Calculation or type error: 32000 is fine, 33000 gets crazy!

Hi all,

I get a weird error with the following code (I simplified it and took the GSM functions out of the way, and only put the relevant and related bits).

In the following code, in the SendSmsPeriodically() function, I have my int interval variable.
Well, with the value actually put in the following code, everything is fine.
But if I have a number above 32 (like 33 * 1000), then instead of 33000, Interval gets “4294934760” as a result…

Does anyone have an idea of where I messed up?
I tried by changing Interval type from int to unsigned long but no change :confused:

const int LED = 6;
bool LED_State = false;
bool LED_PreviousState = LED_State;
unsigned long millis_LED_Previous = 0;

const int Sec = 1000;
unsigned long millis_Previous = 0;
unsigned long millis_Actual;

unsigned long millis_SmsActual;
unsigned long millis_SmsPrevious = 0;

void setup(){
	pinMode(LED, OUTPUT);

	Serial.begin(9600);
	Serial.println("***************");
	Serial.println("***  Start  ***");
	Serial.println("***************");

	millis_Actual = millis();
	millis_Previous = millis_LED_Previous = millis_Actual;

	millis_SmsActual = millis();
	millis_SmsPrevious = millis_SmsActual;

}

void loop(){	
	SendSmsPeriodically();
	BlinkLED(500);

	delay(Sec/10);
}

void BlinkLED (int blinking_Lenght){
	millis_Actual = millis();
	if(millis_Actual - millis_LED_Previous >= blinking_Lenght){
		if(LED_State == LOW){
			LED_State = HIGH;		
			LED_PreviousState = LED_State;
		} else {
			LED_State = LOW;
		}
		digitalWrite(LED, LED_State);
		millis_LED_Previous = millis_Actual;
	}
}

void SendSmsPeriodically(){
	millis_SmsActual = millis();
	int Interval = 32 * 1000;
	Serial.println(Interval);
	if(millis_SmsActual - millis_SmsPrevious >= Interval){
		millis_SmsPrevious = millis_SmsActual;
		Serial.println(F("\n** SEND SMS"));
	}
}

Btw, I have no issue at all with the LED blinking part.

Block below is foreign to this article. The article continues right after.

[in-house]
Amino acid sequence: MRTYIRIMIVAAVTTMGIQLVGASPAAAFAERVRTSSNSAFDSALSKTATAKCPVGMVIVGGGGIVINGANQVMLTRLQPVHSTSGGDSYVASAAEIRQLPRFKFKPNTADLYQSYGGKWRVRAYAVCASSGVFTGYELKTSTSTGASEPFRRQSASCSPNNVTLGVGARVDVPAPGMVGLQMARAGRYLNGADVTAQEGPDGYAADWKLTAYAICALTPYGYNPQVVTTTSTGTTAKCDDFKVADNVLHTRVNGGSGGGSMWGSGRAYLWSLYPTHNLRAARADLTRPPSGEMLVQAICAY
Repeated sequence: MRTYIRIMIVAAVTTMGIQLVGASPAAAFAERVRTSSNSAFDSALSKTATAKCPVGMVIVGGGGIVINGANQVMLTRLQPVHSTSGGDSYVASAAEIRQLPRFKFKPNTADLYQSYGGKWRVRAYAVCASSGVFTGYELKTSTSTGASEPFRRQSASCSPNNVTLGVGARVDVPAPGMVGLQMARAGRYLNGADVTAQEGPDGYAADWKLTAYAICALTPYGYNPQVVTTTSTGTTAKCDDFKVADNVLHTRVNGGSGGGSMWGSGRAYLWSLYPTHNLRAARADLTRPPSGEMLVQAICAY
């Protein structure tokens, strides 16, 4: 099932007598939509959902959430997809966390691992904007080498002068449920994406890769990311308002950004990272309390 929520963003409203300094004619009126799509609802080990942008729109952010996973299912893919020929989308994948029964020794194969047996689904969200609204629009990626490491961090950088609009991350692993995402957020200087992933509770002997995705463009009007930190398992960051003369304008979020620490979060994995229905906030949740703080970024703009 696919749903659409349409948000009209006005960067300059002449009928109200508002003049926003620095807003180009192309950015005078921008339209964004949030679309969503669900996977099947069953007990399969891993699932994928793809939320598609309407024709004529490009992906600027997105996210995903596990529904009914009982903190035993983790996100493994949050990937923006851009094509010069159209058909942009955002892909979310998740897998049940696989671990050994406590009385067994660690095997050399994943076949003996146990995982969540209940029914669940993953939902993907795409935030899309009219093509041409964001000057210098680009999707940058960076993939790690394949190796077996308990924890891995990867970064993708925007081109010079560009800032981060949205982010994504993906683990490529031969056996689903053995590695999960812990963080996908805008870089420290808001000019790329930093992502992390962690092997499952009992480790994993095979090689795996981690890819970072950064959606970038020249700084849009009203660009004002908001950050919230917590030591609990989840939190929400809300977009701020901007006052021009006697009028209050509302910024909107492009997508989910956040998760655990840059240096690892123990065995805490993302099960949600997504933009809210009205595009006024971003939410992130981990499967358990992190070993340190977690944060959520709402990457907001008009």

One other thing: does anyone knows why something like the following wouldn’t work

void loop(){
	int Sec = 1000;
	Function(1/2*Sec);
}

void Function (int Param){
	digitalRead(LED, HIGH);
	delay(Param);
	digitalRead(LED, LOW);
	delay(Param);
}

whereas the following would?

void loop(){
	int Sec = 1000;
	Function(Sec/2);
}

void Function (int Param){
	digitalRead(LED, HIGH);
	delay(Param);
	digitalRead(LED, LOW);
	delay(Param);
}

It’s actually how I realized the bug explained above, because at first I had my function parameters set int the loop() part, and nothing was working so I put Interval directly withing the SendSmsPeriodically() function instead of setting it from the loop().

Google "16 bit signed integer arithmetic"

int Interval = 32 * 1000;

AWOL:
Google "16 bit signed integer arithmetic"

... perhaps in association with this.

Thanks guys. Indeed I realize that I read this documentation too quickly yesterday as I read the part for the DUE... and thought then that int would be fine. But then why is the issue identical when I change to unsigned long?

Because the calculation is on the right hand side of the = sign, which is done in “int” arithmetic, unless you specify otherwise. 33UL * 1000UL

AWOL:
Because the calculation is on the right hand side of the = sign, which is done in "int" arithmetic, unless you specify otherwise. 33UL * 1000UL

Ok so basically I was doing this (http://forum.arduino.cc/index.php?topic=190752.msg1410259#msg1410259) right? Mixing types in the calc?

I had never heard of L/UL, thanks a lot for your help.

Two quick questions:
"Because the calculation is on the right hand side of the = sign"
...which is the only way to do a calc, isn't it? So my only option is to append the UL suffix right?

Also, do you think that the second part of my original post is linked to the problem you've pointed (the fact that Sec/2 will work contrary to 1*2/Sec, which I can't understand) ?

Regarding UL and other integer arithmetic, I got some good info here